Diffractive Optical Elements (DOE)
What are DOE’s
Diffractive Optical Elements (DOE’s) are thin optical microstructured components designed to utilize light propagation physics to create a desired light pattern, by “encoding” phase information in the beam. This phase distribution leads to constructive and destructive self-interference, forming the pattern at the required distance. Contrary to LED-based, mask-type pattern-forming devices which have inherent optical power loss, DOE uses light physics to redirect intensity from where it’s not required to where it is, therefore minimizing power losses. A DOE can also be designed to act as a lens, or function as a lens combined with pattern generator.
Capabilities and limitations
- DOE’s are designed for a specific wavelength, and can function within a certain spectral range around it.
- The angular span a DOE can project can reach above 90 degrees.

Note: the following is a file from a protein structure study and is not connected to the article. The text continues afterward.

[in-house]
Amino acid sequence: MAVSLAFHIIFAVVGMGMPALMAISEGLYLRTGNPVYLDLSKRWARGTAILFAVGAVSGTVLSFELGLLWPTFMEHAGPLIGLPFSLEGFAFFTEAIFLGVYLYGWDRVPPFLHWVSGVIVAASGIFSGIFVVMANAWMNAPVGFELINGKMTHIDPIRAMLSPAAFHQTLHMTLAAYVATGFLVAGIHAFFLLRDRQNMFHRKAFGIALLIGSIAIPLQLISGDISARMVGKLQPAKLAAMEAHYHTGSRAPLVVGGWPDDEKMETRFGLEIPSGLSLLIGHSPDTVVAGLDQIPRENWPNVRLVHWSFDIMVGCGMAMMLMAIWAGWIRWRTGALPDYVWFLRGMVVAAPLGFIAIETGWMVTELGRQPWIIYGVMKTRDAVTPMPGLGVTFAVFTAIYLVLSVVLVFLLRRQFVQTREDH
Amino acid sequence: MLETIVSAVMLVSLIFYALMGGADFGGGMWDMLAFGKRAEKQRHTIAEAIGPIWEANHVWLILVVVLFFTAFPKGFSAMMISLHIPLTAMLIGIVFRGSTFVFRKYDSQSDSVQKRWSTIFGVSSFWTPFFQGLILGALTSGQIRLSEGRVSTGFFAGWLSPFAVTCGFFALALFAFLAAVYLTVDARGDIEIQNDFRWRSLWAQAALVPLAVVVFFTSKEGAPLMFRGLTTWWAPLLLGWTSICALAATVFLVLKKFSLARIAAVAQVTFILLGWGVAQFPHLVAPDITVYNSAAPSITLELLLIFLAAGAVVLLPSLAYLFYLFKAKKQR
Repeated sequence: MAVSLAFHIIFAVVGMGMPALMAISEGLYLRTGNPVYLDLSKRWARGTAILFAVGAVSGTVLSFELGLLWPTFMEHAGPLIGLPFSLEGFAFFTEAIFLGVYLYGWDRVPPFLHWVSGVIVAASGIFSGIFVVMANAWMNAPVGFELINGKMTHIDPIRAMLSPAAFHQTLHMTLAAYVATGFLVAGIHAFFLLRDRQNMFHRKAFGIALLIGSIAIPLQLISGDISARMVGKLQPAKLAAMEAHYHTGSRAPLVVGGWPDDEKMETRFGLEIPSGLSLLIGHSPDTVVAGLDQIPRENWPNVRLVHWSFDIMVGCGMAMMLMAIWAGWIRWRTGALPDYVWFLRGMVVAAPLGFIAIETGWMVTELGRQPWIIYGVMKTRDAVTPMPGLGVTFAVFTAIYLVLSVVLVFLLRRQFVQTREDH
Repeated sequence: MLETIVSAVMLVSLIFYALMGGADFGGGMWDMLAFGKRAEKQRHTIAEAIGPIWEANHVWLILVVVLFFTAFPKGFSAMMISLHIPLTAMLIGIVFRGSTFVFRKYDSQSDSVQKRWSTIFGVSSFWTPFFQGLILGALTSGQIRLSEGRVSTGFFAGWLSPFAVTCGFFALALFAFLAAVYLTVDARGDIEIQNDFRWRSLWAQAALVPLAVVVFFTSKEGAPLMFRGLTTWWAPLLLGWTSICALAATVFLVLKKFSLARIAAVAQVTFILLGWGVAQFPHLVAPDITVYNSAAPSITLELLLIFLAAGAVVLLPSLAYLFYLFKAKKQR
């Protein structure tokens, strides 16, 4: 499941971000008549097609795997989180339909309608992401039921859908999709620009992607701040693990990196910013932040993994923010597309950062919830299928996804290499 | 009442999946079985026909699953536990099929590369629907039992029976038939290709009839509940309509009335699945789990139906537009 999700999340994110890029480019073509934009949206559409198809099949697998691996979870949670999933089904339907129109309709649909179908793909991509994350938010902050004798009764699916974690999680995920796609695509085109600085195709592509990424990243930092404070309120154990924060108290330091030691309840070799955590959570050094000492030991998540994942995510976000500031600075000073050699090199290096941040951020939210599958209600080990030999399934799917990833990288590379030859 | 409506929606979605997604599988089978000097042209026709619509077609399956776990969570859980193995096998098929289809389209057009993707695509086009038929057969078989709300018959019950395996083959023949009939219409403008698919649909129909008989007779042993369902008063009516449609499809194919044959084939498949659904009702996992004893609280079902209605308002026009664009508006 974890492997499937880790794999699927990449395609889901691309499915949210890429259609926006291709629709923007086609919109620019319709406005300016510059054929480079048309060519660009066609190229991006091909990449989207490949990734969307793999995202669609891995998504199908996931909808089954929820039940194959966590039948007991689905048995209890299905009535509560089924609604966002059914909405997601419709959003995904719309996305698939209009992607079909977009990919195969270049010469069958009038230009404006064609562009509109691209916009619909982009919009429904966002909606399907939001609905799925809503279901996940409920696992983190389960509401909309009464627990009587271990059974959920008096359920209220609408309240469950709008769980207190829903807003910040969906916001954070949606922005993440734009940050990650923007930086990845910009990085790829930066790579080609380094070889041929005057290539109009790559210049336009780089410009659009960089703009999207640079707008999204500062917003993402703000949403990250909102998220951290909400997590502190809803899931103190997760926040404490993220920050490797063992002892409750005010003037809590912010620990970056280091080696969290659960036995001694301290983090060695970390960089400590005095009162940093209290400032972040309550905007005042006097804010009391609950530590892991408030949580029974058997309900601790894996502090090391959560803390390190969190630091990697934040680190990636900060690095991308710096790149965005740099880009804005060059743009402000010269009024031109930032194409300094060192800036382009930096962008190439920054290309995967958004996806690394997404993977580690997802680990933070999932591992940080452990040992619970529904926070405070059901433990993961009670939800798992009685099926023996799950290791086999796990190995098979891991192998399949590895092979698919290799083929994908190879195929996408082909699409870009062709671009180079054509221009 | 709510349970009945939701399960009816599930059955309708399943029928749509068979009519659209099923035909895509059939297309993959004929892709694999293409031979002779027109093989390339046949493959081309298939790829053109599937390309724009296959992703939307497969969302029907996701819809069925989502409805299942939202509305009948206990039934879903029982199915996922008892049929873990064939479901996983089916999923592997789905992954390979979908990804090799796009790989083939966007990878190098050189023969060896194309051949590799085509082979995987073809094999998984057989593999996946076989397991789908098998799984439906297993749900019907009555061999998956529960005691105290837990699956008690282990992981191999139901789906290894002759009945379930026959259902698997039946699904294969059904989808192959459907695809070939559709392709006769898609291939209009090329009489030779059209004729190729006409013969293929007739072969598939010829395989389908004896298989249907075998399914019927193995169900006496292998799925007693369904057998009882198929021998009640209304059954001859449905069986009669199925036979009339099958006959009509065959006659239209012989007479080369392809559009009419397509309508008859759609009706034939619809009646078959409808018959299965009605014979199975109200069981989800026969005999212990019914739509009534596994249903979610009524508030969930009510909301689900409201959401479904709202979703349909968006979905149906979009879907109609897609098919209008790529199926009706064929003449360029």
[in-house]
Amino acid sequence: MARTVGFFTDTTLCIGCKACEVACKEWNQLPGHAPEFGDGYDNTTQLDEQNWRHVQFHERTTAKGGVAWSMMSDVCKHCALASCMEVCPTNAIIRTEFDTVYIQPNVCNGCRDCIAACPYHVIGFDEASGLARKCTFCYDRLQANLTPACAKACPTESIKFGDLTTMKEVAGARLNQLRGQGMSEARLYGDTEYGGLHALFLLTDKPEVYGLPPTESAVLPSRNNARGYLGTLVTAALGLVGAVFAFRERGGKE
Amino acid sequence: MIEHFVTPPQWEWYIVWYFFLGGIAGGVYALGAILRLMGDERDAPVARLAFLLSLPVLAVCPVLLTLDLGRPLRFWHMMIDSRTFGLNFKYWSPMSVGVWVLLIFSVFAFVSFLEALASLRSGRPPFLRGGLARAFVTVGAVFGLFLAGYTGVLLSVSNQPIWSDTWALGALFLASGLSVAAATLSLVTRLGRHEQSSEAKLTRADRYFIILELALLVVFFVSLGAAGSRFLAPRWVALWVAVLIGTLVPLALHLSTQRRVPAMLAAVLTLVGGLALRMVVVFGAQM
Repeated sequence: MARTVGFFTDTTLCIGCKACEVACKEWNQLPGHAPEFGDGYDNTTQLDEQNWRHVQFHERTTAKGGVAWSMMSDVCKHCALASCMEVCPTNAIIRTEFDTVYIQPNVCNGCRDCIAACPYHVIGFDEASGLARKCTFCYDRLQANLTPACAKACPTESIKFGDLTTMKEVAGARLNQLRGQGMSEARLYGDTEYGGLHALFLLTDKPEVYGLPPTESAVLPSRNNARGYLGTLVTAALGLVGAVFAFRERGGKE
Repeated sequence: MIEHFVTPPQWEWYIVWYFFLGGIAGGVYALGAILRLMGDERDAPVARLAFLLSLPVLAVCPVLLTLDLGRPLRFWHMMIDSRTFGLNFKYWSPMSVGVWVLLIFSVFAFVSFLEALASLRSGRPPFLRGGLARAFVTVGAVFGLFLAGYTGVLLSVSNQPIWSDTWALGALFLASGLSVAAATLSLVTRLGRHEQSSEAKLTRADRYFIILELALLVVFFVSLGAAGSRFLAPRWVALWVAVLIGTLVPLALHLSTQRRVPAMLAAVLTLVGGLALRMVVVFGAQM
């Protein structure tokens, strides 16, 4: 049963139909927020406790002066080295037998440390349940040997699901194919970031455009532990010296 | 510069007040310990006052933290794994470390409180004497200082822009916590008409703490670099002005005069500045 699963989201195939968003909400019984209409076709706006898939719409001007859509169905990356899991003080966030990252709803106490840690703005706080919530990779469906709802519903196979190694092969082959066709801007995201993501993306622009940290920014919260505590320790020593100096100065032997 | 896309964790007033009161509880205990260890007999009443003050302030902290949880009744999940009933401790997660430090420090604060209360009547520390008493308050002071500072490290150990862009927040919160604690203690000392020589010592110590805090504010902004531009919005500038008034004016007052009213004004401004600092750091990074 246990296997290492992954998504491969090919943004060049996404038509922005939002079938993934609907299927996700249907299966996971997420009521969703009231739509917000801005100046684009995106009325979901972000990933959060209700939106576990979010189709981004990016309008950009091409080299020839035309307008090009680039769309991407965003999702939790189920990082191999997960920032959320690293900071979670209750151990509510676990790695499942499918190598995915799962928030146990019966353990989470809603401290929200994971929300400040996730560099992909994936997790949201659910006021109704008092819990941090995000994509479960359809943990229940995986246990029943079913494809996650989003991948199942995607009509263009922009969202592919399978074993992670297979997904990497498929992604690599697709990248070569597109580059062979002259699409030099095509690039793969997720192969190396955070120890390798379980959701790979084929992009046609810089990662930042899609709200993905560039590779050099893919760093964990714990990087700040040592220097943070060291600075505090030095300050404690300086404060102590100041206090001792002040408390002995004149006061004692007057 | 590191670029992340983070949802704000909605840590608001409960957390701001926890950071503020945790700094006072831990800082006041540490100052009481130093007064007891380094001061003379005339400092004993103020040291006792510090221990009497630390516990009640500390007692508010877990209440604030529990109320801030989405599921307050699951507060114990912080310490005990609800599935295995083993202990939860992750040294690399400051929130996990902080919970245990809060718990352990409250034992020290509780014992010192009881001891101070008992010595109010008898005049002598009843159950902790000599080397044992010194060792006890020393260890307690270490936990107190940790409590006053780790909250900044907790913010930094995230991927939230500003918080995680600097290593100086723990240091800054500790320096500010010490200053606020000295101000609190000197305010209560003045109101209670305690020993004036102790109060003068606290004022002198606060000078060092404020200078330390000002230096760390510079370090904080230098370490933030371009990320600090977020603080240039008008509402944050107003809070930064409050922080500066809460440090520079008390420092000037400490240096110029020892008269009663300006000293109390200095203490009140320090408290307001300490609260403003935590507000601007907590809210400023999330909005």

- A DOE can be designed to project to a large distance (tens of cm and above) or a finite distance (few mm). The pattern would appear sharp within a range of distances around the nominal distance (focal plane).
- A single DOE can also be designed to project patterns at objects located at different distances or inclined planes.
DOE’s are designed to work with coherent light sources, commonly with edge-emitting laser diodes and VCSELs. Some DOE’s are designed to have a collimated beam as input, therefore there would be some optics between light source and DOE. Some DOE’s are positioned directly after light source, e.g. edge-emitter laser chip or VCSEL chip.
A DOE pattern projector is designed to deliver a sharp pattern over a range of distances. For certain applications, such as keyboard projection, it is advantageous to design the DOE to project onto a tilted plane.
In some applications such as automotive, it is required to project the pattern at an oblique angle.
It is also possible to design a DOE to project multiple patterns, each focused to different distance.